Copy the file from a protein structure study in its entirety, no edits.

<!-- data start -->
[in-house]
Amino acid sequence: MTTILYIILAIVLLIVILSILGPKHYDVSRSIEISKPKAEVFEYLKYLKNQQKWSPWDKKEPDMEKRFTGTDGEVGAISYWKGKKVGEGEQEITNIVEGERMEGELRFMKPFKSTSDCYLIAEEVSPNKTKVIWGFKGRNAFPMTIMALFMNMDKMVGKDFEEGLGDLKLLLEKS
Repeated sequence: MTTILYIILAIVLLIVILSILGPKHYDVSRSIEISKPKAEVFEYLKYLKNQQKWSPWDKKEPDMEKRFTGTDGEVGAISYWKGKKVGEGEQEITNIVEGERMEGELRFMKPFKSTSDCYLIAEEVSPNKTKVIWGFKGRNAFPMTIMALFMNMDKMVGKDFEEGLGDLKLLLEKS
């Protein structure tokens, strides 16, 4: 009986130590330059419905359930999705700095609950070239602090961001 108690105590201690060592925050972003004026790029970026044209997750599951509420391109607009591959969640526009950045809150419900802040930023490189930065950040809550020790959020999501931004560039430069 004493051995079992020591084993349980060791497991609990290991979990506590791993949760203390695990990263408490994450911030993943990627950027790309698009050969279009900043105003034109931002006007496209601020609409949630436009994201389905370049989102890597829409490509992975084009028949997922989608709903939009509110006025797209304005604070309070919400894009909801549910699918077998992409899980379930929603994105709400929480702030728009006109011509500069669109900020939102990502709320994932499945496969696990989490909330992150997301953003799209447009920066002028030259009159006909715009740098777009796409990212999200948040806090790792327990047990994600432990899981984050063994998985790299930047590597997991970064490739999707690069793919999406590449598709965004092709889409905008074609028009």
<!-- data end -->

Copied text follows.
[in-house]
Amino acid sequence: MTTILYIILAIVLLIVILSILGPKHYDVSRSIEISKPKAEVFEYLKYLKNQQKWSPWDKKEPDMEKRFTGTDGEVGAISYWKGKKVGEGEQEITNIVEGERMEGELRFMKPFKSTSDCYLIAEEVSPNKTKVIWGFKGRNAFPMTIMALFMNMDKMVGKDFEEGLGDLKLLLEKS
Repeated sequence: MTTILYIILAIVLLIVILSILGPKHYDVSRSIEISKPKAEVFEYLKYLKNQQKWSPWDKKEPDMEKRFTGTDGEVGAISYWKGKKVGEGEQEITNIVEGERMEGELRFMKPFKSTSDCYLIAEEVSPNKTKVIWGFKGRNAFPMTIMALFMNMDKMVGKDFEEGLGDLKLLLEKS
């Protein structure tokens, strides 16, 4: 009986130590330059419905359930999705700095609950070239602090961001 108690105590201690060592925050972003004026790029970026044209997750599951509420391109607009591959969640526009950045809150419900802040930023490189930065950040809550020790959020999501931004560039430069 004493051995079992020591084993349980060791497991609990290991979990506590791993949760203390695990990263408490994450911030993943990627950027790309698009050969279009900043105003034109931002006007496209601020609409949630436009994201389905370049989102890597829409490509992975084009028949997922989608709903939009509110006025797209304005604070309070919400894009909801549910699918077998992409899980379930929603994105709400929480702030728009006109011509500069669109900020939102990502709320994932499945496969696990989490909330992150997301953003799209447009920066002028030259009159006909715009740098777009796409990212999200948040806090790792327990047990994600432990899981984050063994998985790299930047590597997991970064490739999707690069793919999406590449598709965004092709889409905008074609028009």